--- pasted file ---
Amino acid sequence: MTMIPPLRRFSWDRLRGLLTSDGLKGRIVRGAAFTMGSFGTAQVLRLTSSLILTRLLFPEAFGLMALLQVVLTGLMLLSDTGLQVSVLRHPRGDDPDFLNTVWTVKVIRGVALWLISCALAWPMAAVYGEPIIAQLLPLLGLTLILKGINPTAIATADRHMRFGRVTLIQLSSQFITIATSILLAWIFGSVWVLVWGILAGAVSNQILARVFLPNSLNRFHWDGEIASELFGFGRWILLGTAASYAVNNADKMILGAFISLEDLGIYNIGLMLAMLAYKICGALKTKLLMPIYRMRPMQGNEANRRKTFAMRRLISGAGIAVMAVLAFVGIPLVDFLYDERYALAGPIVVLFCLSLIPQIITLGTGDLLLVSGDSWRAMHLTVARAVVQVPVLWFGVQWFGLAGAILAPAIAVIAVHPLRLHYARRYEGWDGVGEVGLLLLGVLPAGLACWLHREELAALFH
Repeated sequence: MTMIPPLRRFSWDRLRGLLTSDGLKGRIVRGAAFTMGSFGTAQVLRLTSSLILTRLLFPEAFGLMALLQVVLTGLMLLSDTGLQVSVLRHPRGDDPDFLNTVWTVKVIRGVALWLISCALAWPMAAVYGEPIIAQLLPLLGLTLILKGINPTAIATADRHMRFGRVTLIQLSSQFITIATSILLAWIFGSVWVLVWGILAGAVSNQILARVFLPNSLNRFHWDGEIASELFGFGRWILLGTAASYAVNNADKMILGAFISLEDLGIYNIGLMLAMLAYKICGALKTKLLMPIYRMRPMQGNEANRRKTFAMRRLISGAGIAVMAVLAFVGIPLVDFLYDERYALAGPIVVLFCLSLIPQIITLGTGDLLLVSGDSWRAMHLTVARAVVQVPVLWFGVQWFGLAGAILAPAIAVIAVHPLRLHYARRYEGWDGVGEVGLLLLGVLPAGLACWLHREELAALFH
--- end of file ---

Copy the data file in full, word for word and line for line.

Amino acid sequence: MTMIPPLRRFSWDRLRGLLTSDGLKGRIVRGAAFTMGSFGTAQVLRLTSSLILTRLLFPEAFGLMALLQVVLTGLMLLSDTGLQVSVLRHPRGDDPDFLNTVWTVKVIRGVALWLISCALAWPMAAVYGEPIIAQLLPLLGLTLILKGINPTAIATADRHMRFGRVTLIQLSSQFITIATSILLAWIFGSVWVLVWGILAGAVSNQILARVFLPNSLNRFHWDGEIASELFGFGRWILLGTAASYAVNNADKMILGAFISLEDLGIYNIGLMLAMLAYKICGALKTKLLMPIYRMRPMQGNEANRRKTFAMRRLISGAGIAVMAVLAFVGIPLVDFLYDERYALAGPIVVLFCLSLIPQIITLGTGDLLLVSGDSWRAMHLTVARAVVQVPVLWFGVQWFGLAGAILAPAIAVIAVHPLRLHYARRYEGWDGVGEVGLLLLGVLPAGLACWLHREELAALFH
Repeated sequence: MTMIPPLRRFSWDRLRGLLTSDGLKGRIVRGAAFTMGSFGTAQVLRLTSSLILTRLLFPEAFGLMALLQVVLTGLMLLSDTGLQVSVLRHPRGDDPDFLNTVWTVKVIRGVALWLISCALAWPMAAVYGEPIIAQLLPLLGLTLILKGINPTAIATADRHMRFGRVTLIQLSSQFITIATSILLAWIFGSVWVLVWGILAGAVSNQILARVFLPNSLNRFHWDGEIASELFGFGRWILLGTAASYAVNNADKMILGAFISLEDLGIYNIGLMLAMLAYKICGALKTKLLMPIYRMRPMQGNEANRRKTFAMRRLISGAGIAVMAVLAFVGIPLVDFLYDERYALAGPIVVLFCLSLIPQIITLGTGDLLLVSGDSWRAMHLTVARAVVQVPVLWFGVQWFGLAGAILAPAIAVIAVHPLRLHYARRYEGWDGVGEVGLLLLGVLPAGLACWLHREELAALFH